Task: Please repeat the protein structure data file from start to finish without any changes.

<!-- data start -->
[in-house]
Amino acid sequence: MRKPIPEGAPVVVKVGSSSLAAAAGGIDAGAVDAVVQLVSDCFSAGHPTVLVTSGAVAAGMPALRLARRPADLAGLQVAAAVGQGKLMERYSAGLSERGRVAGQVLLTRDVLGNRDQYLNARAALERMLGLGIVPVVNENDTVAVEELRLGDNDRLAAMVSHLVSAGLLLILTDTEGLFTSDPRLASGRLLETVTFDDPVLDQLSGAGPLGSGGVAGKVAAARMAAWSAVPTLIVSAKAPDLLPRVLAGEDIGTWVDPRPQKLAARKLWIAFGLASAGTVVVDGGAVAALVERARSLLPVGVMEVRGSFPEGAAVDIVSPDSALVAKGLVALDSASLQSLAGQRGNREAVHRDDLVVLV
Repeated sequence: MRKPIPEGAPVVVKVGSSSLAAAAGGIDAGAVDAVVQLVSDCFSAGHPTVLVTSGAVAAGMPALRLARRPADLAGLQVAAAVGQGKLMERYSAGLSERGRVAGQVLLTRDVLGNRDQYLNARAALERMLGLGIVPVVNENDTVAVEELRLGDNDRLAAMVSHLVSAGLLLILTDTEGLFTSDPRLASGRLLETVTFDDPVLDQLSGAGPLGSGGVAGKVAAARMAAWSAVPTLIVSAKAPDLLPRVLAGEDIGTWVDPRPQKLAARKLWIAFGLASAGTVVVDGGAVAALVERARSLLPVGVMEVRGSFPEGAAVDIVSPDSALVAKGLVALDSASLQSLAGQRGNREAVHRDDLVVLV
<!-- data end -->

[in-house]
Amino acid sequence: MRKPIPEGAPVVVKVGSSSLAAAAGGIDAGAVDAVVQLVSDCFSAGHPTVLVTSGAVAAGMPALRLARRPADLAGLQVAAAVGQGKLMERYSAGLSERGRVAGQVLLTRDVLGNRDQYLNARAALERMLGLGIVPVVNENDTVAVEELRLGDNDRLAAMVSHLVSAGLLLILTDTEGLFTSDPRLASGRLLETVTFDDPVLDQLSGAGPLGSGGVAGKVAAARMAAWSAVPTLIVSAKAPDLLPRVLAGEDIGTWVDPRPQKLAARKLWIAFGLASAGTVVVDGGAVAALVERARSLLPVGVMEVRGSFPEGAAVDIVSPDSALVAKGLVALDSASLQSLAGQRGNREAVHRDDLVVLV
Repeated sequence: MRKPIPEGAPVVVKVGSSSLAAAAGGIDAGAVDAVVQLVSDCFSAGHPTVLVTSGAVAAGMPALRLARRPADLAGLQVAAAVGQGKLMERYSAGLSERGRVAGQVLLTRDVLGNRDQYLNARAALERMLGLGIVPVVNENDTVAVEELRLGDNDRLAAMVSHLVSAGLLLILTDTEGLFTSDPRLASGRLLETVTFDDPVLDQLSGAGPLGSGGVAGKVAAARMAAWSAVPTLIVSAKAPDLLPRVLAGEDIGTWVDPRPQKLAARKLWIAFGLASAGTVVVDGGAVAALVERARSLLPVGVMEVRGSFPEGAAVDIVSPDSALVAKGLVALDSASLQSLAGQRGNREAVHRDDLVVLV